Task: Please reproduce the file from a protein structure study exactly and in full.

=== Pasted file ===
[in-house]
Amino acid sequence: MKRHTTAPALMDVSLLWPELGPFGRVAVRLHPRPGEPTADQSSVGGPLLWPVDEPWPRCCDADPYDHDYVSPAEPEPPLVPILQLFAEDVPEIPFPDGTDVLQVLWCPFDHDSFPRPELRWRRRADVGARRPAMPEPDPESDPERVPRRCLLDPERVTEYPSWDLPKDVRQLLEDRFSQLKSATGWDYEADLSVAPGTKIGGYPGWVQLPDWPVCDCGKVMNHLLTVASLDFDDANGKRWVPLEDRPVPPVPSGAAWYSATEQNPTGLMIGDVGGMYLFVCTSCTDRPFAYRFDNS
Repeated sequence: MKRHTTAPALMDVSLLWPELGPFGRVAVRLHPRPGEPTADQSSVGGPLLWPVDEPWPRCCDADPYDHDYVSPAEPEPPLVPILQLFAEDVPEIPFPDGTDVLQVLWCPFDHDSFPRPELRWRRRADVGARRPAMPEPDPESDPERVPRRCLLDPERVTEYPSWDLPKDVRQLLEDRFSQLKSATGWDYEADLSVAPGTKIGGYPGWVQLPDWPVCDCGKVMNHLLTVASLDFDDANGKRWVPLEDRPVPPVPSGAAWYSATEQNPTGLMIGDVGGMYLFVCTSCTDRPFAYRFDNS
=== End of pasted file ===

[in-house]
Amino acid sequence: MKRHTTAPALMDVSLLWPELGPFGRVAVRLHPRPGEPTADQSSVGGPLLWPVDEPWPRCCDADPYDHDYVSPAEPEPPLVPILQLFAEDVPEIPFPDGTDVLQVLWCPFDHDSFPRPELRWRRRADVGARRPAMPEPDPESDPERVPRRCLLDPERVTEYPSWDLPKDVRQLLEDRFSQLKSATGWDYEADLSVAPGTKIGGYPGWVQLPDWPVCDCGKVMNHLLTVASLDFDDANGKRWVPLEDRPVPPVPSGAAWYSATEQNPTGLMIGDVGGMYLFVCTSCTDRPFAYRFDNS
Repeated sequence: MKRHTTAPALMDVSLLWPELGPFGRVAVRLHPRPGEPTADQSSVGGPLLWPVDEPWPRCCDADPYDHDYVSPAEPEPPLVPILQLFAEDVPEIPFPDGTDVLQVLWCPFDHDSFPRPELRWRRRADVGARRPAMPEPDPESDPERVPRRCLLDPERVTEYPSWDLPKDVRQLLEDRFSQLKSATGWDYEADLSVAPGTKIGGYPGWVQLPDWPVCDCGKVMNHLLTVASLDFDDANGKRWVPLEDRPVPPVPSGAAWYSATEQNPTGLMIGDVGGMYLFVCTSCTDRPFAYRFDNS